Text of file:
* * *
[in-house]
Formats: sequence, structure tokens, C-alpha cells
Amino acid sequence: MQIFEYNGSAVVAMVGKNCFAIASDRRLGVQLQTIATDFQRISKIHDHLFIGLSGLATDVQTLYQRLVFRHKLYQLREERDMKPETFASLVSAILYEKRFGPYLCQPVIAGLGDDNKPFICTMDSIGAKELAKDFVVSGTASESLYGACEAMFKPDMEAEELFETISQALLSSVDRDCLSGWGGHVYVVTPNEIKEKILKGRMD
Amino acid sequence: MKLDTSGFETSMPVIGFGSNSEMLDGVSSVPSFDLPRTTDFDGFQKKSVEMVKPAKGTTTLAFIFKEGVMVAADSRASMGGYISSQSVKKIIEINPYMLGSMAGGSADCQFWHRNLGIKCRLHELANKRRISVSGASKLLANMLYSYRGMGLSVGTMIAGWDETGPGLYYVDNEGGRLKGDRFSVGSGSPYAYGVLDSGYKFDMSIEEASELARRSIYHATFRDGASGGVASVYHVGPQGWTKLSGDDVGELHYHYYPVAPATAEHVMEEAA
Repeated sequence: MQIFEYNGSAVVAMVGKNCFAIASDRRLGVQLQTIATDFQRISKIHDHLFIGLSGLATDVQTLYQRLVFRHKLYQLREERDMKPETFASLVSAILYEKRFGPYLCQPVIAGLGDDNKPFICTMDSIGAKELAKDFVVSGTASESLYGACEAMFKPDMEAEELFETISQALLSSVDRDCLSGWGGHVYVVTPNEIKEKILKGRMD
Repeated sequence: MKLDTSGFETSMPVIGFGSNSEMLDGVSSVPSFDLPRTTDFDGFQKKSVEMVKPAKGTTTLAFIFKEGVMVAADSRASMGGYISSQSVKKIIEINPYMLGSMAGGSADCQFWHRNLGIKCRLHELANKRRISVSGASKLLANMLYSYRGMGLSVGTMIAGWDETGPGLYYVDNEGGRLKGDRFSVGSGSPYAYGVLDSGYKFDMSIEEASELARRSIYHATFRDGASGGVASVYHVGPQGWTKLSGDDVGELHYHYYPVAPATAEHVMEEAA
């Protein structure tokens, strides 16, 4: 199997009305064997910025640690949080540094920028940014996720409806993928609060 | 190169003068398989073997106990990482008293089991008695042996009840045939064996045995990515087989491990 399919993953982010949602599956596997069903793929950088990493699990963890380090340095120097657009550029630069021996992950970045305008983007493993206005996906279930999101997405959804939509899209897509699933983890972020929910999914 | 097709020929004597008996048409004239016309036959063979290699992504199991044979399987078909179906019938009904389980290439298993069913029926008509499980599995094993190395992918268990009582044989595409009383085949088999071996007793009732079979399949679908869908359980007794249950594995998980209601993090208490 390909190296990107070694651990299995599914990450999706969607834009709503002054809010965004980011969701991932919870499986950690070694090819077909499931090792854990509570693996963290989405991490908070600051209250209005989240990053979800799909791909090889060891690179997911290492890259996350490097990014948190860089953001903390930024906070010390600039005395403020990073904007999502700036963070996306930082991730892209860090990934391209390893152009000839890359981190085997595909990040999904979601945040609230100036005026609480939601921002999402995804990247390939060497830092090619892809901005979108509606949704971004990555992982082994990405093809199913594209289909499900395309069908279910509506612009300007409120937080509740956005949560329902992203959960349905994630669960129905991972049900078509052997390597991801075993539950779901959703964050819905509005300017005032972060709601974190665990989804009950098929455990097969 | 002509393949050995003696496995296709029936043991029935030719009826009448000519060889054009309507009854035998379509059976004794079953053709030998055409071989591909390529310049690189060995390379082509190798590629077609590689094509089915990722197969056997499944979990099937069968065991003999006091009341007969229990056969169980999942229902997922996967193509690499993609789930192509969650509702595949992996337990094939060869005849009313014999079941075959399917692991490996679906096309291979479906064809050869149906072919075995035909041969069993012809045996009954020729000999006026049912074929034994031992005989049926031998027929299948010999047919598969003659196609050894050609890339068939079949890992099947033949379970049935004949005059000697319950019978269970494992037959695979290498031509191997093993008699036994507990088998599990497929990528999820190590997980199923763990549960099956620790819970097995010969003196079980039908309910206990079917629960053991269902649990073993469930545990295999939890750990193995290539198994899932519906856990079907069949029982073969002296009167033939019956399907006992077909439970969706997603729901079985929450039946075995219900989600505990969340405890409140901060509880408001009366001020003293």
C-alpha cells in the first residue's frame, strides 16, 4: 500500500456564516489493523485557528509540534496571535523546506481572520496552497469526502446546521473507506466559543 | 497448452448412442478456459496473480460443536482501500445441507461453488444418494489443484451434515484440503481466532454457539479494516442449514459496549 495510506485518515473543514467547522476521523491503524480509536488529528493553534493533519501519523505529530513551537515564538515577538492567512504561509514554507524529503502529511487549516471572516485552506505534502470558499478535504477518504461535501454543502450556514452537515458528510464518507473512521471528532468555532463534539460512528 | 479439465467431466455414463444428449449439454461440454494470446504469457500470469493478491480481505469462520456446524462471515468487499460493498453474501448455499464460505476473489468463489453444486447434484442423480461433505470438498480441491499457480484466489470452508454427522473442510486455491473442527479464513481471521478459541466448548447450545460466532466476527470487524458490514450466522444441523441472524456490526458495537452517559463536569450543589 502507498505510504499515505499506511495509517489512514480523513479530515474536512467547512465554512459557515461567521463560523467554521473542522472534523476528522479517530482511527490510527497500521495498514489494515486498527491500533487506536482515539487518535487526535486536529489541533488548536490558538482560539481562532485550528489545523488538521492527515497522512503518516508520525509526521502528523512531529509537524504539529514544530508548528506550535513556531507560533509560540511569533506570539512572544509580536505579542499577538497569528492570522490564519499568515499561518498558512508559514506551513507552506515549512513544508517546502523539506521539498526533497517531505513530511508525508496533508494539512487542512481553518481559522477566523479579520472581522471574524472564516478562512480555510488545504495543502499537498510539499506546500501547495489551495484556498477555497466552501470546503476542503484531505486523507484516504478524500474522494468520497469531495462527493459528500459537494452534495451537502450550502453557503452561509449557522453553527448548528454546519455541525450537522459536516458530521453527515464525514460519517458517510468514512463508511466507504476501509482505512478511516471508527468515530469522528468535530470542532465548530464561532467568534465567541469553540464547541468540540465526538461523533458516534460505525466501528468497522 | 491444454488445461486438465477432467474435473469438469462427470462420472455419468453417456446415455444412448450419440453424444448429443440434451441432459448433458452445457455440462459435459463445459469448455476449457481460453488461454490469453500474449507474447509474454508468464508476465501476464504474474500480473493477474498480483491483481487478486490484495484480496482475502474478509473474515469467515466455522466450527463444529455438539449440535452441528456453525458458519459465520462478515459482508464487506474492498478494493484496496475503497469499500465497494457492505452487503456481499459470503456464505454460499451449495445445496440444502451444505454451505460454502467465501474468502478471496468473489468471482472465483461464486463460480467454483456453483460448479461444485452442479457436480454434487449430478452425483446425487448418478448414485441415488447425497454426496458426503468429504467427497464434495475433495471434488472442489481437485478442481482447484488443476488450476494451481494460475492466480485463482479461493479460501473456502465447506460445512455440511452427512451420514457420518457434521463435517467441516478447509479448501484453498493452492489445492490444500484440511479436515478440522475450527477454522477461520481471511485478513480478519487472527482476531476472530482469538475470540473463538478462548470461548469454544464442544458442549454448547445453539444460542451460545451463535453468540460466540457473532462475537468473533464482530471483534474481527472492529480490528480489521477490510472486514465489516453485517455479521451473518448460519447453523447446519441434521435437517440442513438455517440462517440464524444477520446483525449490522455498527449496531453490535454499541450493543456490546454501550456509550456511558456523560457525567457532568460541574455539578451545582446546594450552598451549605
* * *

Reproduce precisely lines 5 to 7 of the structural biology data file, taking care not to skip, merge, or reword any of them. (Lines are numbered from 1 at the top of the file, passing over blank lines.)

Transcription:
Repeated sequence: MQIFEYNGSAVVAMVGKNCFAIASDRRLGVQLQTIATDFQRISKIHDHLFIGLSGLATDVQTLYQRLVFRHKLYQLREERDMKPETFASLVSAILYEKRFGPYLCQPVIAGLGDDNKPFICTMDSIGAKELAKDFVVSGTASESLYGACEAMFKPDMEAEELFETISQALLSSVDRDCLSGWGGHVYVVTPNEIKEKILKGRMD
Repeated sequence: MKLDTSGFETSMPVIGFGSNSEMLDGVSSVPSFDLPRTTDFDGFQKKSVEMVKPAKGTTTLAFIFKEGVMVAADSRASMGGYISSQSVKKIIEINPYMLGSMAGGSADCQFWHRNLGIKCRLHELANKRRISVSGASKLLANMLYSYRGMGLSVGTMIAGWDETGPGLYYVDNEGGRLKGDRFSVGSGSPYAYGVLDSGYKFDMSIEEASELARRSIYHATFRDGASGGVASVYHVGPQGWTKLSGDDVGELHYHYYPVAPATAEHVMEEAA
């Protein structure tokens, strides 16, 4: 199997009305064997910025640690949080540094920028940014996720409806993928609060 | 190169003068398989073997106990990482008293089991008695042996009840045939064996045995990515087989491990 399919993953982010949602599956596997069903793929950088990493699990963890380090340095120097657009550029630069021996992950970045305008983007493993206005996906279930999101997405959804939509899209897509699933983890972020929910999914 | 097709020929004597008996048409004239016309036959063979290699992504199991044979399987078909179906019938009904389980290439298993069913029926008509499980599995094993190395992918268990009582044989595409009383085949088999071996007793009732079979399949679908869908359980007794249950594995998980209601993090208490 390909190296990107070694651990299995599914990450999706969607834009709503002054809010965004980011969701991932919870499986950690070694090819077909499931090792854990509570693996963290989405991490908070600051209250209005989240990053979800799909791909090889060891690179997911290492890259996350490097990014948190860089953001903390930024906070010390600039005395403020990073904007999502700036963070996306930082991730892209860090990934391209390893152009000839890359981190085997595909990040999904979601945040609230100036005026609480939601921002999402995804990247390939060497830092090619892809901005979108509606949704971004990555992982082994990405093809199913594209289909499900395309069908279910509506612009300007409120937080509740956005949560329902992203959960349905994630669960129905991972049900078509052997390597991801075993539950779901959703964050819905509005300017005032972060709601974190665990989804009950098929455990097969 | 002509393949050995003696496995296709029936043991029935030719009826009448000519060889054009309507009854035998379509059976004794079953053709030998055409071989591909390529310049690189060995390379082509190798590629077609590689094509089915990722197969056997499944979990099937069968065991003999006091009341007969229990056969169980999942229902997922996967193509690499993609789930192509969650509702595949992996337990094939060869005849009313014999079941075959399917692991490996679906096309291979479906064809050869149906072919075995035909041969069993012809045996009954020729000999006026049912074929034994031992005989049926031998027929299948010999047919598969003659196609050894050609890339068939079949890992099947033949379970049935004949005059000697319950019978269970494992037959695979290498031509191997093993008699036994507990088998599990497929990528999820190590997980199923763990549960099956620790819970097995010969003196079980039908309910206990079917629960053991269902649990073993469930545990295999939890750990193995290539198994899932519906856990079907069949029982073969002296009167033939019956399907006992077909439970969706997603729901079985929450039946075995219900989600505990969340405890409140901060509880408001009366001020003293």